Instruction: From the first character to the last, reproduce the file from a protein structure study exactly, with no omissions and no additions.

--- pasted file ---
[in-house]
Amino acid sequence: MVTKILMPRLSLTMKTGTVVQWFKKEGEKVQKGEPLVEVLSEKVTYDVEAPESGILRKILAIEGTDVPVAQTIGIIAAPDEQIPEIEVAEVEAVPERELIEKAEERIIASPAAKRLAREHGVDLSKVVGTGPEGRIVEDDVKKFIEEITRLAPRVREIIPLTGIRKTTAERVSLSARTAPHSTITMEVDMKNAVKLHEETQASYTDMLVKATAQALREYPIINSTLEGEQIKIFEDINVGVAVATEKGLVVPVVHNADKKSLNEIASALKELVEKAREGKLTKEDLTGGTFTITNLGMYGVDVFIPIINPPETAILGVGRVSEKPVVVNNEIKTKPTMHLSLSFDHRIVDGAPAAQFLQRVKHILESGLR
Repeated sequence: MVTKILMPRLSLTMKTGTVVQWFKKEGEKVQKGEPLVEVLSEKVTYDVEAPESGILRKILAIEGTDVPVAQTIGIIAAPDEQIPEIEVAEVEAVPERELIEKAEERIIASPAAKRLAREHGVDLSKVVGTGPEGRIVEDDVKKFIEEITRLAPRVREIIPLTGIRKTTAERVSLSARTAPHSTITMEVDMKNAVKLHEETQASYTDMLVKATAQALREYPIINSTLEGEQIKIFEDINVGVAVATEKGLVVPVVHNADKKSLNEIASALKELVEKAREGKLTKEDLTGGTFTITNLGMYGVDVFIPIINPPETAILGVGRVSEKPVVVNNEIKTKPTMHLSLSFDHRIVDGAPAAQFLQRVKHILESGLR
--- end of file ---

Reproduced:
[in-house]
Amino acid sequence: MVTKILMPRLSLTMKTGTVVQWFKKEGEKVQKGEPLVEVLSEKVTYDVEAPESGILRKILAIEGTDVPVAQTIGIIAAPDEQIPEIEVAEVEAVPERELIEKAEERIIASPAAKRLAREHGVDLSKVVGTGPEGRIVEDDVKKFIEEITRLAPRVREIIPLTGIRKTTAERVSLSARTAPHSTITMEVDMKNAVKLHEETQASYTDMLVKATAQALREYPIINSTLEGEQIKIFEDINVGVAVATEKGLVVPVVHNADKKSLNEIASALKELVEKAREGKLTKEDLTGGTFTITNLGMYGVDVFIPIINPPETAILGVGRVSEKPVVVNNEIKTKPTMHLSLSFDHRIVDGAPAAQFLQRVKHILESGLR
Repeated sequence: MVTKILMPRLSLTMKTGTVVQWFKKEGEKVQKGEPLVEVLSEKVTYDVEAPESGILRKILAIEGTDVPVAQTIGIIAAPDEQIPEIEVAEVEAVPERELIEKAEERIIASPAAKRLAREHGVDLSKVVGTGPEGRIVEDDVKKFIEEITRLAPRVREIIPLTGIRKTTAERVSLSARTAPHSTITMEVDMKNAVKLHEETQASYTDMLVKATAQALREYPIINSTLEGEQIKIFEDINVGVAVATEKGLVVPVVHNADKKSLNEIASALKELVEKAREGKLTKEDLTGGTFTITNLGMYGVDVFIPIINPPETAILGVGRVSEKPVVVNNEIKTKPTMHLSLSFDHRIVDGAPAAQFLQRVKHILESGLR